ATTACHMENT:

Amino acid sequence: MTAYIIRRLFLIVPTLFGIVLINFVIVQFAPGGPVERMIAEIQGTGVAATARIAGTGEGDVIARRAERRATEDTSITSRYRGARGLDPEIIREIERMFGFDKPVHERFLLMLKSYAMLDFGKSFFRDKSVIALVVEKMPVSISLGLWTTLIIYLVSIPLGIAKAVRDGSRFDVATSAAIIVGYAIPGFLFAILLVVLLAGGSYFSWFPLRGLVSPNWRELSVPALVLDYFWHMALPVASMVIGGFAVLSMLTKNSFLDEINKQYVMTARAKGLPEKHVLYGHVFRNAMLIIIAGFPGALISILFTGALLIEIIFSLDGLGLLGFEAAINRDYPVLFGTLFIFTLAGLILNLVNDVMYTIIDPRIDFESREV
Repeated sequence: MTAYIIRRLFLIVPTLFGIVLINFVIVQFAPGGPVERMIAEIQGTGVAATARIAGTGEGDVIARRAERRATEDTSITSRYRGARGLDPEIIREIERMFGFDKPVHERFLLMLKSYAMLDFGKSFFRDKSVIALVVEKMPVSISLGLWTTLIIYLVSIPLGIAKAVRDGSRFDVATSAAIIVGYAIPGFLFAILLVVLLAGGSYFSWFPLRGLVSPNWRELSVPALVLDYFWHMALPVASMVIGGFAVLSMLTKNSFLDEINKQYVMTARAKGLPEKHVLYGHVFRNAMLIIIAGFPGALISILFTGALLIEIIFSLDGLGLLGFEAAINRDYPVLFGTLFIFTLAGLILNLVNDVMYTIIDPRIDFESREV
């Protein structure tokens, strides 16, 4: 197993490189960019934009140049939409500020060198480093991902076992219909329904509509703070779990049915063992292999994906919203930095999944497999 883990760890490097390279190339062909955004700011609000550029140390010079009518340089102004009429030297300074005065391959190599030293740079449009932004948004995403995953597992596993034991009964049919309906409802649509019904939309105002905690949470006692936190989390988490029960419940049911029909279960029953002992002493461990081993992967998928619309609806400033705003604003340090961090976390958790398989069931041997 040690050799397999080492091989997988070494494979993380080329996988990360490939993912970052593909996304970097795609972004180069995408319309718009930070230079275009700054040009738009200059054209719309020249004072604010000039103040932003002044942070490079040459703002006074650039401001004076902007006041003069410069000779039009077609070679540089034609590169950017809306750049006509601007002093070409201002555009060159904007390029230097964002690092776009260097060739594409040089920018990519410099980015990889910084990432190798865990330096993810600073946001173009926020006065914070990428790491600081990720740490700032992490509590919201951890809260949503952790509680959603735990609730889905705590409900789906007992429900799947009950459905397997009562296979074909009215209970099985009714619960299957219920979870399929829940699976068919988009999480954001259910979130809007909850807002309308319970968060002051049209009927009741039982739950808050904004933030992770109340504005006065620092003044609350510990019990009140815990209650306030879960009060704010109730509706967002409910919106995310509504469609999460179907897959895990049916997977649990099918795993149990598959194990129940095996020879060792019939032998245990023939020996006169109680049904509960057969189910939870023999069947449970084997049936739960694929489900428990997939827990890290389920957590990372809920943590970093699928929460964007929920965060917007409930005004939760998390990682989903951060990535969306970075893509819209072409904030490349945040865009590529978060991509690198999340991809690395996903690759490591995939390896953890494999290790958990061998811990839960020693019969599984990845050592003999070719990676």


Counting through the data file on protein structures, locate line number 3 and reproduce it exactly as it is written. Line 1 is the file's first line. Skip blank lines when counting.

């Protein structure tokens, strides 16, 4: 197993490189960019934009140049939409500020060198480093991902076992219909329904509509703070779990049915063992292999994906919203930095999944497999 883990760890490097390279190339062909955004700011609000550029140390010079009518340089102004009429030297300074005065391959190599030293740079449009932004948004995403995953597992596993034991009964049919309906409802649509019904939309105002905690949470006692936190989390988490029960419940049911029909279960029953002992002493461990081993992967998928619309609806400033705003604003340090961090976390958790398989069931041997 040690050799397999080492091989997988070494494979993380080329996988990360490939993912970052593909996304970097795609972004180069995408319309718009930070230079275009700054040009738009200059054209719309020249004072604010000039103040932003002044942070490079040459703002006074650039401001004076902007006041003069410069000779039009077609070679540089034609590169950017809306750049006509601007002093070409201002555009060159904007390029230097964002690092776009260097060739594409040089920018990519410099980015990889910084990432190798865990330096993810600073946001173009926020006065914070990428790491600081990720740490700032992490509590919201951890809260949503952790509680959603735990609730889905705590409900789906007992429900799947009950459905397997009562296979074909009215209970099985009714619960299957219920979870399929829940699976068919988009999480954001259910979130809007909850807002309308319970968060002051049209009927009741039982739950808050904004933030992770109340504005006065620092003044609350510990019990009140815990209650306030879960009060704010109730509706967002409910919106995310509504469609999460179907897959895990049916997977649990099918795993149990598959194990129940095996020879060792019939032998245990023939020996006169109680049904509960057969189910939870023999069947449970084997049936739960694929489900428990997939827990890290389920957590990372809920943590970093699928929460964007929920965060917007409930005004939760998390990682989903951060990535969306970075893509819209072409904030490349945040865009590529978060991509690198999340991809690395996903690759490591995939390896953890494999290790958990061998811990839960020693019969599984990845050592003999070719990676």